I have been struggling with many aspects of OO development over last couple of years, all in an effort to improve my software. I have, along with others, been trapped in the DDD Aggregate Root thinking that appears to be everywhere. It appears as though there is this opinion that ARs are the centre of the universe and I have come to the conclusion that it must have something to do with the consistency boundary afforded by an AR. This seems to have become the central theme. Almost as though it became necessary to define DDD in some structural sense.
So, all-in-all, the idea that an the AR changes from use-case to use-case is not true. The consistency boundary does, however, change. What contributed to my thinking seems to be the fact that everyone thinks that the only object that may be loaded by a Repository is an AR. This too is a fallacy.
Any entity may be loaded from a Repository.
So what is an Aggregate Root?
The aggregate concept is not new. The classic Order->OrderLine example comes to mind. An OrderLine has no reason to exist without it's Order. However, people tend to confuse ownership with aggregation. I know I have. One may manipulate an Order directly, even though it belongs to a Customer. One would never manipulate an OrderLine directly. So an AR boils down to how you manipulate your objects. The consistency is a side effect since an AR only makes sense as a whole in the same way a class only makes sense as a whole. Both should remain consistent.
So to manipulate an aggregate we nominate an entity within the aggregate to represent the aggregate. This becomes the Aggregate Root.
But in many, if not most, cases this entity is only the representative. Using Eric Evans' example in his 'What I learned...' presentation: an aggregate consisting of a Stem and a collection of Grape objects may have, as the root, the Stem class. But this does not really represent the GrapeBunch aggregate properly. In some instances one may probably want a GrapeBunch class and use composition to get to the aggregate. Mr. Evans mentions that he has no real issue with doing this. However, I feel too many aggregates end up as abstract concepts in the domain. It may be that the defined Ubiquitous Language has missed the concept or that the domain experts even missed the aggregation themselves.
Aneamic Use-Case Model
It is my opinion that use-cases (or user stories, or whatever you want to call them) may not receive the necessary attention in our modelling. Well, mine anyway. I have been using a 'Tasks' layer but have been trying to move these into my entities and ARs. This may have been a mistake.
I will be mentioning bits from the use case and sequence diagram Wikipedia articles.
Firstly, we need to see where a use-case fits in. There are essentially two kinds of 'workflows' in any system: sequential and a state-machine.
Now looking at what a sequence diagram does:
"A sequence diagram shows, as parallel vertical lines ("lifelines"), different processes or objects that live simultaneously, and, as horizontal arrows, the messages exchanged between them, in the order in which they occur. This allows the specification of simple runtime scenarios in a graphical manner."
And what a use-case is:
- "Each use case focuses on describing how to achieve a goal or task."
- "Use cases should not be confused with the features of the system under consideration."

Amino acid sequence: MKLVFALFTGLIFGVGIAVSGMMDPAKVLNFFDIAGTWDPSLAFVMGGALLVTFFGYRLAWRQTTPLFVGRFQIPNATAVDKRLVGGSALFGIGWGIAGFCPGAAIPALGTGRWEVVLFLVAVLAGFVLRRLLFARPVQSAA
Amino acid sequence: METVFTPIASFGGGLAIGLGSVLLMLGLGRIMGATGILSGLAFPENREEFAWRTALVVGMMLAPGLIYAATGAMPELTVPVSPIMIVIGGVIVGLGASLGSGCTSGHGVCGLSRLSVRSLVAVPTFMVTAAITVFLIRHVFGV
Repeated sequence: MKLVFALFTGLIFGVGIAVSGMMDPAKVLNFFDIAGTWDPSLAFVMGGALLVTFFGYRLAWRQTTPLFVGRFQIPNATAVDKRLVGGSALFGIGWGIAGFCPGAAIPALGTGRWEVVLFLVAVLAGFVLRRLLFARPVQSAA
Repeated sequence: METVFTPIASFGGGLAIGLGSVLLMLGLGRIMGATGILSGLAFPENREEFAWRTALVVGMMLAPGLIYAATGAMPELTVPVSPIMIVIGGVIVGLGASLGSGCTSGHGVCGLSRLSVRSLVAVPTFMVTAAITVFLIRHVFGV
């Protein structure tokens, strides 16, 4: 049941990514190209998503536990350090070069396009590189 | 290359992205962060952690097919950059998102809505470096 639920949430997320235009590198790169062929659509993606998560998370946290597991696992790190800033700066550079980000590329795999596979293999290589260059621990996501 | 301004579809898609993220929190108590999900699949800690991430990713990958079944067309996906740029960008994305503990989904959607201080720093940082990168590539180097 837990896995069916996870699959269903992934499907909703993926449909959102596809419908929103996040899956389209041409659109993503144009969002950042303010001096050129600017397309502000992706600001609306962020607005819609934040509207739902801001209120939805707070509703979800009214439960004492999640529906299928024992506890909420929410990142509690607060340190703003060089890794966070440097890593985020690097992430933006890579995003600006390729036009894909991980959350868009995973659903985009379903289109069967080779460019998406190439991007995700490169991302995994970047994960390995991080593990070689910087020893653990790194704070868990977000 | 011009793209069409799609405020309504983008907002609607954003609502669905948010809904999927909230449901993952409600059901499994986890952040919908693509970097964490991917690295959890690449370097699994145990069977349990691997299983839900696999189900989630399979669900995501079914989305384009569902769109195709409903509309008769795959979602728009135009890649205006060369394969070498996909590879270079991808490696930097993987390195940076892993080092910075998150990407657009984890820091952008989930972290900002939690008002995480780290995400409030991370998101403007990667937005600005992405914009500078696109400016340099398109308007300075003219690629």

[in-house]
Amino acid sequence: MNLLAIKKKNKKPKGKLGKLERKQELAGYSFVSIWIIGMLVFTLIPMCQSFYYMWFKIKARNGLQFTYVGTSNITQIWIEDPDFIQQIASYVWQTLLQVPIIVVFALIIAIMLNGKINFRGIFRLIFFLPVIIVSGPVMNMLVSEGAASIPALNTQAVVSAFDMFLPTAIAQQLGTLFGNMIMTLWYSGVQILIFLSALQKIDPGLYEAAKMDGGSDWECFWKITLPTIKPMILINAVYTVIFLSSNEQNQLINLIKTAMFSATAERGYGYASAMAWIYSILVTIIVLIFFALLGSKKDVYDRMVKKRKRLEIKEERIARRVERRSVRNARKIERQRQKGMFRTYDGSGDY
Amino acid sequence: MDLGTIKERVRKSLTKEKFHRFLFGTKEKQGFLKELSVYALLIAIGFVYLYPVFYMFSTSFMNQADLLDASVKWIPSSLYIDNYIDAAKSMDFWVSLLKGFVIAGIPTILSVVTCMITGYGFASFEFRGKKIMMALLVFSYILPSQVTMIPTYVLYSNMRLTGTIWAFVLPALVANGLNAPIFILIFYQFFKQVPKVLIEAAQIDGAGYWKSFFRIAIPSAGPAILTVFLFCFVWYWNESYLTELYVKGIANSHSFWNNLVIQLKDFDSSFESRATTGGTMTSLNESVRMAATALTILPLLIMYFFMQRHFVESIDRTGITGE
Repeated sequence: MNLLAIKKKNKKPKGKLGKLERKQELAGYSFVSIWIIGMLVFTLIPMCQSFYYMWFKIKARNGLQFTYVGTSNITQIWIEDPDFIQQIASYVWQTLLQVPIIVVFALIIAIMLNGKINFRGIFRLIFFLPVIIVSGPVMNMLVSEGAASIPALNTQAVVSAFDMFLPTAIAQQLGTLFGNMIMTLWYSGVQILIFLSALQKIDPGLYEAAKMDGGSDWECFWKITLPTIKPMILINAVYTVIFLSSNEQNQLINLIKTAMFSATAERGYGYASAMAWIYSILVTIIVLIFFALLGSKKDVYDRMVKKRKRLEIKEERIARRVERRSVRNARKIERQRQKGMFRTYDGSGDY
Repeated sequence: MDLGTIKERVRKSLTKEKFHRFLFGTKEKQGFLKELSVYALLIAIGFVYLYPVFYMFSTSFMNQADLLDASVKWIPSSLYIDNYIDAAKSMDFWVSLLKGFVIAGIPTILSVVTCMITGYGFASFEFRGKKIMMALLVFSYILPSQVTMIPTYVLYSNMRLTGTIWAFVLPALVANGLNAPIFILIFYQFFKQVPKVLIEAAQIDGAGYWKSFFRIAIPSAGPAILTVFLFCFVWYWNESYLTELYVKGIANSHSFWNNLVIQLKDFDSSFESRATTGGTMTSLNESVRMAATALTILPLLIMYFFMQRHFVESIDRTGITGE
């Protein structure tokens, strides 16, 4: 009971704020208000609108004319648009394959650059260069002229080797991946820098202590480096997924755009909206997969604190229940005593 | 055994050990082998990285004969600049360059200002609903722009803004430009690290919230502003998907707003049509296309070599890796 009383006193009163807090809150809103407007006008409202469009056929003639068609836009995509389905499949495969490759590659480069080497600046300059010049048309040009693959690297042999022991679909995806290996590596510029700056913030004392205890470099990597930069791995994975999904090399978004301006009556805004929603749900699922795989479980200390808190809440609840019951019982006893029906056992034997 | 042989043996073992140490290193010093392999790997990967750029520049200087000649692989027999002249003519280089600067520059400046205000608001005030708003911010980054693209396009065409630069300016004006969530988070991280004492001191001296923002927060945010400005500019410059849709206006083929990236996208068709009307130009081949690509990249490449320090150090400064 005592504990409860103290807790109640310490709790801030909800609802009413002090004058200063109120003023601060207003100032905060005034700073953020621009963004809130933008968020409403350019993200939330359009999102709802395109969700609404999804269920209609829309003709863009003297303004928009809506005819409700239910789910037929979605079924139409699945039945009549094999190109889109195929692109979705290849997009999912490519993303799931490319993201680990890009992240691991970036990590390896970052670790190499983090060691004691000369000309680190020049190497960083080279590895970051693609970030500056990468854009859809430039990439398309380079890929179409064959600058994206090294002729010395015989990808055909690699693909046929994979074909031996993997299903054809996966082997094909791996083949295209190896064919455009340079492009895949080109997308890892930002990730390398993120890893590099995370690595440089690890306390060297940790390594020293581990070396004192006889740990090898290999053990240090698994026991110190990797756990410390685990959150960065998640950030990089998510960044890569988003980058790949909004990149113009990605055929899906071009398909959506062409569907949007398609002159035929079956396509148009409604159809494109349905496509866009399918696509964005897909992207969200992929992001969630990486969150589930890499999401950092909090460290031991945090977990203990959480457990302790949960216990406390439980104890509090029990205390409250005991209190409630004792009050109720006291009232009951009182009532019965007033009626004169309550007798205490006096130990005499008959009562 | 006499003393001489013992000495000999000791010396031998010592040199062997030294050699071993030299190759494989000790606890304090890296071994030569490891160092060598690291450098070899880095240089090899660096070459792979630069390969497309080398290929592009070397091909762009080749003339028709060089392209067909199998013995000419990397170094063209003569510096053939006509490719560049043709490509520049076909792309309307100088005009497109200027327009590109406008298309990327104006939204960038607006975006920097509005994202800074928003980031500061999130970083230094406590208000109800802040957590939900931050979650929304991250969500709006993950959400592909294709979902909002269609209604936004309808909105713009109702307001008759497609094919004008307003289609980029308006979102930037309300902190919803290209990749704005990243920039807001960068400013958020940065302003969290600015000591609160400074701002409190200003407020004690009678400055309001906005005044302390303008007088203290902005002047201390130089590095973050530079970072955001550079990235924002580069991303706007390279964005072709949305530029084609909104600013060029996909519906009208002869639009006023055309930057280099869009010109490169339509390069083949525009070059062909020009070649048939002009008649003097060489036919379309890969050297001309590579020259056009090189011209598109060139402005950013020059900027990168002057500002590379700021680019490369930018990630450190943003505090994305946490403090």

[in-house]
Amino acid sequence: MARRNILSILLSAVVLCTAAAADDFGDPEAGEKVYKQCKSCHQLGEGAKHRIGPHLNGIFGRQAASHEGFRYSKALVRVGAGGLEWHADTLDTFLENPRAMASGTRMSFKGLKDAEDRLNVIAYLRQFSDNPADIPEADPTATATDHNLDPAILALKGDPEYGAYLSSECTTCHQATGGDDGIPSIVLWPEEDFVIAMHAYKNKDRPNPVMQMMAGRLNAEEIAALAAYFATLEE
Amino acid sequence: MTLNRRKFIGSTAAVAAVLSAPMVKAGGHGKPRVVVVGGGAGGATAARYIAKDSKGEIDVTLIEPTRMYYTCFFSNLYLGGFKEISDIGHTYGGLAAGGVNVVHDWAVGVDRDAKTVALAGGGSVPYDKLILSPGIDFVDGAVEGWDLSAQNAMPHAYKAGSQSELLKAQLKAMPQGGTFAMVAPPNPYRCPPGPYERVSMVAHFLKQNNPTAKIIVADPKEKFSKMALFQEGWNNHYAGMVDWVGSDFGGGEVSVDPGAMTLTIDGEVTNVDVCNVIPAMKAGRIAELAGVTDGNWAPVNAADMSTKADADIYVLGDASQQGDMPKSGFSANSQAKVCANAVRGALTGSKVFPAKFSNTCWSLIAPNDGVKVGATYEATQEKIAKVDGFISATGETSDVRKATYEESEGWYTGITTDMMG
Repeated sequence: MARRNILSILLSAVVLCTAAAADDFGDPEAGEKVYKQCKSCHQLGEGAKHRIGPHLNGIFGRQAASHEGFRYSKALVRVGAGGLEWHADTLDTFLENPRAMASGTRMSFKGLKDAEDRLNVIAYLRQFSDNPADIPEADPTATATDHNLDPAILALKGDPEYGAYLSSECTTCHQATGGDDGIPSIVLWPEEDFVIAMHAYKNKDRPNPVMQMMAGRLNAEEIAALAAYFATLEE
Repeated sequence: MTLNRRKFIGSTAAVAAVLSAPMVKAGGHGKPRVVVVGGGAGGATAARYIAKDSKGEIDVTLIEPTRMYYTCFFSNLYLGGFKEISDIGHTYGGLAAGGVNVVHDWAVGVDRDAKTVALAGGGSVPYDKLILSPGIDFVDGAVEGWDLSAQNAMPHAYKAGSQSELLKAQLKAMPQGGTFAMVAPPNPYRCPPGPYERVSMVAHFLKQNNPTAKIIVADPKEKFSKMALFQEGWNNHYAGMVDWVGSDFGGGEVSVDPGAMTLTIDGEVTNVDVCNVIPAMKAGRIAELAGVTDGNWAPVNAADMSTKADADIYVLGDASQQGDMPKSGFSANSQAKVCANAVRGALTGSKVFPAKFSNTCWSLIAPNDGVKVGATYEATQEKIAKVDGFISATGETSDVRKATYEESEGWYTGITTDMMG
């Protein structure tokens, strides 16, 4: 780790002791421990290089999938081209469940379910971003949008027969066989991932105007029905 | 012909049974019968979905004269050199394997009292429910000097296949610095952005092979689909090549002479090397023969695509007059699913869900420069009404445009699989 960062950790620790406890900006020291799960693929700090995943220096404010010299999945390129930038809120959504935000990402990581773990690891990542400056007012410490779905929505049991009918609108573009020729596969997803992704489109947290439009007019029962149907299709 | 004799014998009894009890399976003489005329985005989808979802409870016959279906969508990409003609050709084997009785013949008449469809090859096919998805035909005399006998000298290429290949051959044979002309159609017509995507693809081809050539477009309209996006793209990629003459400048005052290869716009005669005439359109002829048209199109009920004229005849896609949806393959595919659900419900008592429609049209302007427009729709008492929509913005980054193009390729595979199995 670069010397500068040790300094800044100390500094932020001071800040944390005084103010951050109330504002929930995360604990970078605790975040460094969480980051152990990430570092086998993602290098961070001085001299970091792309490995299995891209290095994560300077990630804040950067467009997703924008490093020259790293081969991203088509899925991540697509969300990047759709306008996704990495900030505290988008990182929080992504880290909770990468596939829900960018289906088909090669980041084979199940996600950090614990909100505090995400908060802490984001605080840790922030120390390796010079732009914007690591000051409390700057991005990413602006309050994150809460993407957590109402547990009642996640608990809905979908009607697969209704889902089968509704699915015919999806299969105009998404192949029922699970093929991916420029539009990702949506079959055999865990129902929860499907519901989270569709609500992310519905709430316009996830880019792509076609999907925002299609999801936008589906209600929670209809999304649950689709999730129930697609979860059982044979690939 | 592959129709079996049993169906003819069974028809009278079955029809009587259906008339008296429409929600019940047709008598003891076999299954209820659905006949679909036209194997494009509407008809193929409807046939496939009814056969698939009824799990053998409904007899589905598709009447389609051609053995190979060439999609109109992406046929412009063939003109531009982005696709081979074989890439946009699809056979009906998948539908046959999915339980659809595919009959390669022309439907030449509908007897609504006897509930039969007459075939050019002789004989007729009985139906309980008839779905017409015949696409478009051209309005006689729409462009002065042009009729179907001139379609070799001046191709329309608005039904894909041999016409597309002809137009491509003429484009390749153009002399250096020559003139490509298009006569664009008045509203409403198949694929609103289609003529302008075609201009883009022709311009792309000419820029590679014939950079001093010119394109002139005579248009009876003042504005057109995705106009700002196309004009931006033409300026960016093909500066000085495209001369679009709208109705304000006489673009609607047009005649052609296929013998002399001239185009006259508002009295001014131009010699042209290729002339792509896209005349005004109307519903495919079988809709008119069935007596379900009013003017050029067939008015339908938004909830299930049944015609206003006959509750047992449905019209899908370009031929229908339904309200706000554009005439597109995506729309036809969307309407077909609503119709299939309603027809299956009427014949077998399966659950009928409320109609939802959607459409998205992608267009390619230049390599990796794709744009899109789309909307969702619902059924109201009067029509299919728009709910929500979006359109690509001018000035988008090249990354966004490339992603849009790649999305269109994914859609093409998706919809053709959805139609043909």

- "A use case defines the interactions between external actors and the system under consideration to accomplish a goal."
A use-case appears to fit the idea of a sequential workflow. It is completed in one step. So we can call it an operation. This operation takes place in response to a command from an actor in the system. If may then publish an event. These operations resemble transaction script [PoEAA] and may be why some folks choose to stay away from them since it is confused with an aneamic domain model. However, they are, in sooth, operation script (also Fowler). Now, I have been defining a 'Task' for my operations but since moving to DDD-thinking I have been trying to move these into my domain classes. It isn't working. I feel that use-cases need to be made explicit also. They lie in-between task-based domain interaction and state-machines. The other thing is that one operation may need to interact with another.
The term workflow is most often associated with a state machine. The finite state machine article on Wikipedia may be referenced for more information.
Workflow does not fit into the typical use-case definition and it is probably the reason why the term process is used quite often in business requirements documentation.
What I find interesting is that in any business domain of reasonable complexity one will find all these concepts hidden away. Developing a computer-based solution that takes all of these factors into consideration is a monumental effort and in many cases is under-estimated. What I have seen over the years appears to be a tendency to focus on specific technologies to try overcome this intricate mass. Software such as BizTalk has been abused.
At the root of everything, though, is data. We need data to represent the real world state. This leads to a group of developers relying only on data manipulation to perform all these specialized areas. But everything is built up from the data, so (bold is good):
- Data Structures
- Data Manipulation (Procedural Code / Transaction Script)
- Behaviour (OO Code)
- Entity-Based Interaction
- Task-Based Interaction
- Use-Case Modeling (Operation Script)
- State Machines (Workflow / Saga)
And to top it all off we will add Service-Orientation. SOA would wrap all of these.